"Notice [that] when the energy is in the photographs. . ."

I’m not sure how this applies to actually Making the photo, but it reminds me of something I noticed when a powerful jazz sax musician in Wilmington, Larry Price, “hit” the first measure in a performance in what was a hub of creative interaction at that time, the Caffe Phoenix. As usual, the room was abuzz with people trying to be heard over each other. Larry’s first musical exhalation dramatically Raised the energy in the whole room, and No One could speak for several beats. It wasn’t because he was loud, though he had plenty of volume, nor was it because the piece was intrinsically punchy, though it was; it was because he Meant it, I think.. because he Breathed authenticity, passionately and humbly. Those qualities made the moment, the music, and Larry noticeable and unforgettable to me.

Photographer, Paul Tornaquindici, quotes mentor, John Paul Caponigro :

“This is the most important thing I will say all week… Notice [that] when the energy is in the photographs being shown, it gets quiet in the room. When there is little energy in the photographs we have to create it.“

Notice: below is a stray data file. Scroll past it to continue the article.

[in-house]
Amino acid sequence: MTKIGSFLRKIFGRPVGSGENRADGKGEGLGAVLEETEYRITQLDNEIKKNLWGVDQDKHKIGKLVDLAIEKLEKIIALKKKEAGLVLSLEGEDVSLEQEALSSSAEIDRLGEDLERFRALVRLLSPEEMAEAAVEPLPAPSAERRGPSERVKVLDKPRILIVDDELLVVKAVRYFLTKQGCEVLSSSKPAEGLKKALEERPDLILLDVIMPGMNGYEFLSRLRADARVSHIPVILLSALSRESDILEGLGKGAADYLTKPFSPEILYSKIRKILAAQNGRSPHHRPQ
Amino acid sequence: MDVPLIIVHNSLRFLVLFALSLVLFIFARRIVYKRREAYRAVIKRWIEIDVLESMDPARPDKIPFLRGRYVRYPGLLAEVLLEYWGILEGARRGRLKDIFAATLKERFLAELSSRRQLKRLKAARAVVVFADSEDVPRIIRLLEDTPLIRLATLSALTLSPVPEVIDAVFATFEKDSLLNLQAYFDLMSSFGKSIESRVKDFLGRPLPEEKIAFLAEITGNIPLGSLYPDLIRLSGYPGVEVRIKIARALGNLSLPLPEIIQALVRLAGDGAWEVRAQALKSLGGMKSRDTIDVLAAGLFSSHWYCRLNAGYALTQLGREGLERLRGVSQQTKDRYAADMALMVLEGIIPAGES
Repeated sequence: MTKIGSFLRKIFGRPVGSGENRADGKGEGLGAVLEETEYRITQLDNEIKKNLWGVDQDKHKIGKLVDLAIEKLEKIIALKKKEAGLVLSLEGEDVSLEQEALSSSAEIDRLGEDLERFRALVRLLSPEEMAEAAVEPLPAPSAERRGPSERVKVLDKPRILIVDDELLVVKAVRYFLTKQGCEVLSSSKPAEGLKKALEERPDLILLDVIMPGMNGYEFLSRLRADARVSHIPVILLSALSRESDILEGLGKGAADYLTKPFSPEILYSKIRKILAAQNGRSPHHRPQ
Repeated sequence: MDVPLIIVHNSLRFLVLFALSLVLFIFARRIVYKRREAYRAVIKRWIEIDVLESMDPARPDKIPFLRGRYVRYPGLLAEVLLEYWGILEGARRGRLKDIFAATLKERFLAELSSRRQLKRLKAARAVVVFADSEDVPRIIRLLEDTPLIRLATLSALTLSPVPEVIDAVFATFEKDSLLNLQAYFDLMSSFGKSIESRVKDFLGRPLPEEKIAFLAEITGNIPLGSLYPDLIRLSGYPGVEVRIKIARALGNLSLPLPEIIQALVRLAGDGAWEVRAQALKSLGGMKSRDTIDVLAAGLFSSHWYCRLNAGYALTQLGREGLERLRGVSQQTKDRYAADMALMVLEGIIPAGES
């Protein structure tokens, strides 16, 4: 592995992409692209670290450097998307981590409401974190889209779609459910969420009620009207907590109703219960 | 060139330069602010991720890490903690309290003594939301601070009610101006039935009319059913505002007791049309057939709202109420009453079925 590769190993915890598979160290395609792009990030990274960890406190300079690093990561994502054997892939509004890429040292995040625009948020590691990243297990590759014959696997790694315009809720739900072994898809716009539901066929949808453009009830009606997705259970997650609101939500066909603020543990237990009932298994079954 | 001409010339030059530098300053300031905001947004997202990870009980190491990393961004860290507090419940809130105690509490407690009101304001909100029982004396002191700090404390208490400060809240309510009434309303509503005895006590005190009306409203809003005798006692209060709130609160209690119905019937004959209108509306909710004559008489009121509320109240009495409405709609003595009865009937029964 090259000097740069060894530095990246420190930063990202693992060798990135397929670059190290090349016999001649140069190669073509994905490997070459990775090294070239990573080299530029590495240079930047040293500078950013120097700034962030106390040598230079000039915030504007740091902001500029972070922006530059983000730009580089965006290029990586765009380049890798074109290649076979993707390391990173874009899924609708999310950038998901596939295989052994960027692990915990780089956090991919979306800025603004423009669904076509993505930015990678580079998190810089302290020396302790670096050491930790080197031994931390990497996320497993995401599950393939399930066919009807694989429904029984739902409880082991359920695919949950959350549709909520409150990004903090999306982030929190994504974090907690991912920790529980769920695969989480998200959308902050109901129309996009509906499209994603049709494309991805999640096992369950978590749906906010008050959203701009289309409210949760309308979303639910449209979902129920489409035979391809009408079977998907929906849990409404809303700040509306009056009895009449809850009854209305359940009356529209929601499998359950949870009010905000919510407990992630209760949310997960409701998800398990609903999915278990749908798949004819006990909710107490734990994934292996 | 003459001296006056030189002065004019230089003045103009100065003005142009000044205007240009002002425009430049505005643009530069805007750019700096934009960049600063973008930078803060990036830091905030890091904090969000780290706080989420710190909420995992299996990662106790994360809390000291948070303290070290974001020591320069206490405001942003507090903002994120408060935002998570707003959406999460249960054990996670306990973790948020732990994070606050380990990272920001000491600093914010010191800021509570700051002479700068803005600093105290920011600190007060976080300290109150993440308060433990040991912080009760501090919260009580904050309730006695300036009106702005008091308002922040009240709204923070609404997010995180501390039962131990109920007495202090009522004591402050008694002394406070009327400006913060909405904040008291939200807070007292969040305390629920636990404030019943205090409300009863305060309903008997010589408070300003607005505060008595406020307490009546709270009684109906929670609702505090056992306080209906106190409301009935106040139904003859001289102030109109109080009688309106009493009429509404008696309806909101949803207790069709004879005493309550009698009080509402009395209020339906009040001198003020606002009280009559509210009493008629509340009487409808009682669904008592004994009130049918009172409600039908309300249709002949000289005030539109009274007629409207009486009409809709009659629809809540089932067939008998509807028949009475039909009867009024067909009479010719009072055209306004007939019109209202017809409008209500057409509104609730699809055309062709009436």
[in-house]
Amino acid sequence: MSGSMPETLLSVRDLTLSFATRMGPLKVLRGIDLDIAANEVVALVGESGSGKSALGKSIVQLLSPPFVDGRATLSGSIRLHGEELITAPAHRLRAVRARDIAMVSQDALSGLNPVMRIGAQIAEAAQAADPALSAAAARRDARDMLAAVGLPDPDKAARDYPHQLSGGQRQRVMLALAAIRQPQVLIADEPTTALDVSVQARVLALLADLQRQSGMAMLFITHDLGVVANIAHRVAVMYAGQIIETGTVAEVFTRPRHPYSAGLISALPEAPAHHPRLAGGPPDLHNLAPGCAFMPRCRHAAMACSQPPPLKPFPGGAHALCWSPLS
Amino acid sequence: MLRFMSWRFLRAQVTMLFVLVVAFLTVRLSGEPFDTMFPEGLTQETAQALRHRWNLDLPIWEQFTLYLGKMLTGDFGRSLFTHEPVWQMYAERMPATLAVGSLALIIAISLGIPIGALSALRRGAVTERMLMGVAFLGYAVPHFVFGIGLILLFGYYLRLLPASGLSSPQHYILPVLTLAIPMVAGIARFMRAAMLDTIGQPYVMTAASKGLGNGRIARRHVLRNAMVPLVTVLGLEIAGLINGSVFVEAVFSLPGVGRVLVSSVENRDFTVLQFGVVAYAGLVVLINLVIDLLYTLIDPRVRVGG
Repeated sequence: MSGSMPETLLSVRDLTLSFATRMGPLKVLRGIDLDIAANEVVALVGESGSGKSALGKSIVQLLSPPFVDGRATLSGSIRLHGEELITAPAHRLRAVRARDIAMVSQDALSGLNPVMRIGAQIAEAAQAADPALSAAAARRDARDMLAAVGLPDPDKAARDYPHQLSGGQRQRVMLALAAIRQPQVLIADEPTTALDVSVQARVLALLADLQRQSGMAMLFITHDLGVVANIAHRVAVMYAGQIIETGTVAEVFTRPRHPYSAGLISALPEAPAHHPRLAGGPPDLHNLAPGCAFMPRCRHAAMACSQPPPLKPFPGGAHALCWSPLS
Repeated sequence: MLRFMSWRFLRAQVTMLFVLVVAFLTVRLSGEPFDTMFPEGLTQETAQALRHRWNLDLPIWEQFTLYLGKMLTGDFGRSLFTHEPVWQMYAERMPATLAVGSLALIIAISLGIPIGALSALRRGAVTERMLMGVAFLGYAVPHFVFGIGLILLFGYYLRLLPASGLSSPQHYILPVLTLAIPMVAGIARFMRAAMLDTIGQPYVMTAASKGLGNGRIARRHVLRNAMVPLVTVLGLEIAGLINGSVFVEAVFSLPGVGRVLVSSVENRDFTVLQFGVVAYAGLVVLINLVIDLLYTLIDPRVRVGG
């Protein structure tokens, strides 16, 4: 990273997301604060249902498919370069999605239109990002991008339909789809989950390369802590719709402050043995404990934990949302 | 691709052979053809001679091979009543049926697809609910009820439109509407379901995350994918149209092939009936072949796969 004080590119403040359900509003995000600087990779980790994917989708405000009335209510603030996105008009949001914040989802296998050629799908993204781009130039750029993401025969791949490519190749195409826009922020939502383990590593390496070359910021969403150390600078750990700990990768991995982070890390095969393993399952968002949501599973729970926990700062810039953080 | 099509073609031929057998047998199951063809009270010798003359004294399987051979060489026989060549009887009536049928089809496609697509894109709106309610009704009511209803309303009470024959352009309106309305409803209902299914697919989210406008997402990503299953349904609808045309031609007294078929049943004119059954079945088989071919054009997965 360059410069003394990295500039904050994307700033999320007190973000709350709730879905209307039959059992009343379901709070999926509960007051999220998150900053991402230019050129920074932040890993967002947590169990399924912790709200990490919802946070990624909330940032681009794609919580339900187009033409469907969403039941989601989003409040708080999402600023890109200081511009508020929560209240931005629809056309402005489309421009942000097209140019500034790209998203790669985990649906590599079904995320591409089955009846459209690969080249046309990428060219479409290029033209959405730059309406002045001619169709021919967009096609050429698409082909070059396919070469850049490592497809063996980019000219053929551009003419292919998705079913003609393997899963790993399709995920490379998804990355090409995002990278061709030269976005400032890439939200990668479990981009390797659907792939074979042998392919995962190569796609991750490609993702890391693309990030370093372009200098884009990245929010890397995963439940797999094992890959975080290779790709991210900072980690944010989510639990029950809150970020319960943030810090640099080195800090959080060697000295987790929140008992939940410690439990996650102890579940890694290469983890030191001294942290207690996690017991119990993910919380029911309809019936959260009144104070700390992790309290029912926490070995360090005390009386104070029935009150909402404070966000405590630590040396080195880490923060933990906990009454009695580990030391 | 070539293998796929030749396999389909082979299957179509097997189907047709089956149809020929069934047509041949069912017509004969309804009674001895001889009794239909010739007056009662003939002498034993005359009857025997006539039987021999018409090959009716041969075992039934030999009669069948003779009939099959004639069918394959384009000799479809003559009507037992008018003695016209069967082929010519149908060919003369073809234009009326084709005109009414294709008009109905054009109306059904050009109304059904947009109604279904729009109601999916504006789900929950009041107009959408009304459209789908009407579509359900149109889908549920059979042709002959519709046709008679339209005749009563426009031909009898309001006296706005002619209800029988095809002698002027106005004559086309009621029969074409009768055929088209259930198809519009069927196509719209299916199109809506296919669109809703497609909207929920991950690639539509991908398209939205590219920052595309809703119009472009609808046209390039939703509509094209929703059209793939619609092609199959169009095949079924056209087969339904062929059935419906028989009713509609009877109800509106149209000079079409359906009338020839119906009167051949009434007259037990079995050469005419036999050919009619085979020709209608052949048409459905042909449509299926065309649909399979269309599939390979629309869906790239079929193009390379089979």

Tornaquindici’s work has some of the more interesting “energy” I’ve seen in landscapes, without being crassly dramatic, from Iceland to Namibia.

I’ve noticed two things about Tornaquindici, as he presents his galleries of work:
a) each body/location of landscape work was made in a concentrated, intentional foray. He went “there”, intending to find his authentic views of the place and time, yet open to what the place would show him.
b) he credits the people who served as guides for him, both photographically and geographically, as well as “spiritually” in effect. He doesn’t seem to have gone there full of himself. Yet, to me, his images seem filled with his particular vision, born of his openness to seeing freshly.

Maybe that’s the key?
When one is on a personal frontier –vulnerable, appreciative, sensitive, enthused, curious– the work one does can carry that sense of Being Alive.
Maybe one doesn’t even have to be as experienced as Paul Tornaquindici for his/her work to transmit WhatEver energy one has brought to the process of photographing.

Worth noticing?